Privacy Reminder: What's Done Online Will Stay Online

Lora Bentley
Slide Show

Check out highlights from Lora's poll of industry experts on the topic of online security.

If you've followed this blog at all in the last year, you've more than likely come to realize that online privacy is one topic for which I routinely drag out my personal soapbox.


I have rarely come down on the pro side or the con side of any particular service or platform. What any one person wants to do or say online is his or her own business as long as it doesn't infringe on the rights of someone else. But so many people are going about their business (or playing) online without a clue as to how much they're leaving out there. I just want them to be aware -- to be able to make an informed decision about what they do and don't do online.


For instance, a friend I wrote about late last year was oblivious that Facebook and other social networking sites use targeted advertising. She was confused one day that she never saw an ad on her Facebook page that I had been complaining about. She had no idea that everyone who logs onto Facebook at a given time does not see the same ads on the page.


Then another friend stumbled upon her Spokeo listing and panicked just a bit before she went through the rather time-consuming process to have the listing removed. My colleague Don Tennant had fun with Spokeo when he found it, too.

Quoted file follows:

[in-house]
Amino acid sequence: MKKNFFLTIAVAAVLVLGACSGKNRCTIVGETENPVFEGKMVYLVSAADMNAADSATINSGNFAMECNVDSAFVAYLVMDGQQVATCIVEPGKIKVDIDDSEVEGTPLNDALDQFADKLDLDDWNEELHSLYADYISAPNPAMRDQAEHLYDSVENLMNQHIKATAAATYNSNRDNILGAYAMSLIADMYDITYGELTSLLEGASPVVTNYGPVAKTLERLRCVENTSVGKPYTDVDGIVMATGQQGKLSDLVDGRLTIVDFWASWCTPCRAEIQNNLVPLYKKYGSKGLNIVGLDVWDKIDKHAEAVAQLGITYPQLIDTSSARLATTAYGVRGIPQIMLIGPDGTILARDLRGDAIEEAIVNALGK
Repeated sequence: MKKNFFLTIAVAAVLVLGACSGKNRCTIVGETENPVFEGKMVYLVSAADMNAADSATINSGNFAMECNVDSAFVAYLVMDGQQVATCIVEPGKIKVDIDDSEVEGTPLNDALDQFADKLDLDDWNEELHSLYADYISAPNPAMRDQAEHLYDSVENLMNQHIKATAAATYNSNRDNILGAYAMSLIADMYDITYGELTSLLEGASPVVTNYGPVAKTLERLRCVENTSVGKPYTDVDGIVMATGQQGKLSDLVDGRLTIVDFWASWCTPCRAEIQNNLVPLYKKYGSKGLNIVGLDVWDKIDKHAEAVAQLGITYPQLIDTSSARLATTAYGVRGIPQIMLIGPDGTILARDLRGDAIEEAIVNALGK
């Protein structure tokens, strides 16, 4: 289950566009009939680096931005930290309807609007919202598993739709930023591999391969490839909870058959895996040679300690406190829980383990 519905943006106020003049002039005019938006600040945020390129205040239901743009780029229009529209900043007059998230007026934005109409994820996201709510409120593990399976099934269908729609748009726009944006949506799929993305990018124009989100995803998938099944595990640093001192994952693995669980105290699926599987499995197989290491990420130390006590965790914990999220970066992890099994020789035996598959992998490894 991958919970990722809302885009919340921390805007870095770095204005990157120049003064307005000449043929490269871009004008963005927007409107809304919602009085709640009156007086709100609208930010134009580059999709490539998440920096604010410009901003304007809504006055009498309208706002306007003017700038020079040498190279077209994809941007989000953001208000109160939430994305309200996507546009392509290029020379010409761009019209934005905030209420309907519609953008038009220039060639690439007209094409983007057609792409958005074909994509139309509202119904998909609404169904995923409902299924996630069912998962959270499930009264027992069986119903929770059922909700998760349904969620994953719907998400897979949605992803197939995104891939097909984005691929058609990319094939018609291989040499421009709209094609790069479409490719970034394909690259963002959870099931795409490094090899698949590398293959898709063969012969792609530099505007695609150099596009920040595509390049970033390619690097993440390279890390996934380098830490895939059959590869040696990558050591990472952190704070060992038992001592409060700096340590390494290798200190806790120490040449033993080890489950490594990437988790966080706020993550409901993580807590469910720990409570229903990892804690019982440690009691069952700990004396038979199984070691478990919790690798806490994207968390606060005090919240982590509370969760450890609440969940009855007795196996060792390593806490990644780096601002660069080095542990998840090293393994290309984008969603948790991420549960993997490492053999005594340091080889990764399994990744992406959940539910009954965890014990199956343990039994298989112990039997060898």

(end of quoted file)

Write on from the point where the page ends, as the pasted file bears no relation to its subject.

But another thing many probably don't think about is how hard it is to erase your "digital footprint" once you are aware what's out there and you don't want it to be. In fact, according to a piece published Tuesday at SFGate, leaving the Internet completely - erasing your entire digital footprint - is impossible.


ReputationDefender CEO Michael Fertik says:

We have been working on this for several years, and it's not yet possible to get out 100 percent.


There are, however, steps that can be taken. Hire a company like ReputationDefender, which can remove personal information from 80 to 90 percent of online commercial databases. Opt out of having data brokers collect your information. Stop using the Internet altogether and then change jobs and move so the information out there about you is no longer accurate.


Or, simply remember that once you put it out there, it's probably out there - in one form or another - forever.

Add Comment      Leave a comment on this blog post
Jul 9, 2010 12:17 PM Paul Kulas Paul Kulas  says:

- If you've ever worried about what's happening with your personal info on Facebook, check out what we're doing.

= Paul


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